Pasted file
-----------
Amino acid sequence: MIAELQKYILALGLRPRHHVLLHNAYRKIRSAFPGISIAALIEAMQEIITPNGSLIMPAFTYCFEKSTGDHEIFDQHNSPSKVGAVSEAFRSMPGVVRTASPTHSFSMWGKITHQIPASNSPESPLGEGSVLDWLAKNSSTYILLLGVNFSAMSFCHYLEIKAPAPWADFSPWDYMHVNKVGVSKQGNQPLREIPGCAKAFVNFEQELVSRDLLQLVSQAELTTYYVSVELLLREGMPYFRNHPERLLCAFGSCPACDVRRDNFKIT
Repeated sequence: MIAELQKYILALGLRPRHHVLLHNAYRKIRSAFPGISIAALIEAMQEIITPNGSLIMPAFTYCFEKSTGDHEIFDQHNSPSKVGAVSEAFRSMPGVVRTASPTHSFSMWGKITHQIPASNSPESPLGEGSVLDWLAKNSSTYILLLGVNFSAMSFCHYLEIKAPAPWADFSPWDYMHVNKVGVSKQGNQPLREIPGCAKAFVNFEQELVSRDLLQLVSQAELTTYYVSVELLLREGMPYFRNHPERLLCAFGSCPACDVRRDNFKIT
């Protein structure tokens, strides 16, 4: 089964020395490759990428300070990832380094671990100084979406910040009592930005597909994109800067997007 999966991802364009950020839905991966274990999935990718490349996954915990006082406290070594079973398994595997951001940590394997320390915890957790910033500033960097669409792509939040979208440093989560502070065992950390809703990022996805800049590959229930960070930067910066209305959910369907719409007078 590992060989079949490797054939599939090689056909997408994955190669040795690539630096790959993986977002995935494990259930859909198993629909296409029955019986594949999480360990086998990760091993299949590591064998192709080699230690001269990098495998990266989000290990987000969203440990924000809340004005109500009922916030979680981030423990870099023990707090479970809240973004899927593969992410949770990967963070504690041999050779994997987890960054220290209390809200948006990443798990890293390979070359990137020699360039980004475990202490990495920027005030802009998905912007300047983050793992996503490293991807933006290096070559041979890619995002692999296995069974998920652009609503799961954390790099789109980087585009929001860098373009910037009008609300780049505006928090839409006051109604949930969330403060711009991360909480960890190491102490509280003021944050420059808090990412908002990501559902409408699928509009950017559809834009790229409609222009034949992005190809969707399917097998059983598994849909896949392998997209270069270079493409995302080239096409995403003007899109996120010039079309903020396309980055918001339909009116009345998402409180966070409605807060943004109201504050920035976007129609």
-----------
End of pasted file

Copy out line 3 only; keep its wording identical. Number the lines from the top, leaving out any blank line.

């Protein structure tokens, strides 16, 4: 089964020395490759990428300070990832380094671990100084979406910040009592930005597909994109800067997007 999966991802364009950020839905991966274990999935990718490349996954915990006082406290070594079973398994595997951001940590394997320390915890957790910033500033960097669409792509939040979208440093989560502070065992950390809703990022996805800049590959229930960070930067910066209305959910369907719409007078 590992060989079949490797054939599939090689056909997408994955190669040795690539630096790959993986977002995935494990259930859909198993629909296409029955019986594949999480360990086998990760091993299949590591064998192709080699230690001269990098495998990266989000290990987000969203440990924000809340004005109500009922916030979680981030423990870099023990707090479970809240973004899927593969992410949770990967963070504690041999050779994997987890960054220290209390809200948006990443798990890293390979070359990137020699360039980004475990202490990495920027005030802009998905912007300047983050793992996503490293991807933006290096070559041979890619995002692999296995069974998920652009609503799961954390790099789109980087585009929001860098373009910037009008609300780049505006928090839409006051109604949930969330403060711009991360909480960890190491102490509280003021944050420059808090990412908002990501559902409408699928509009950017559809834009790229409609222009034949992005190809969707399917097998059983598994849909896949392998997209270069270079493409995302080239096409995403003007899109996120010039079309903020396309980055918001339909009116009345998402409180966070409605807060943004109201504050920035976007129609």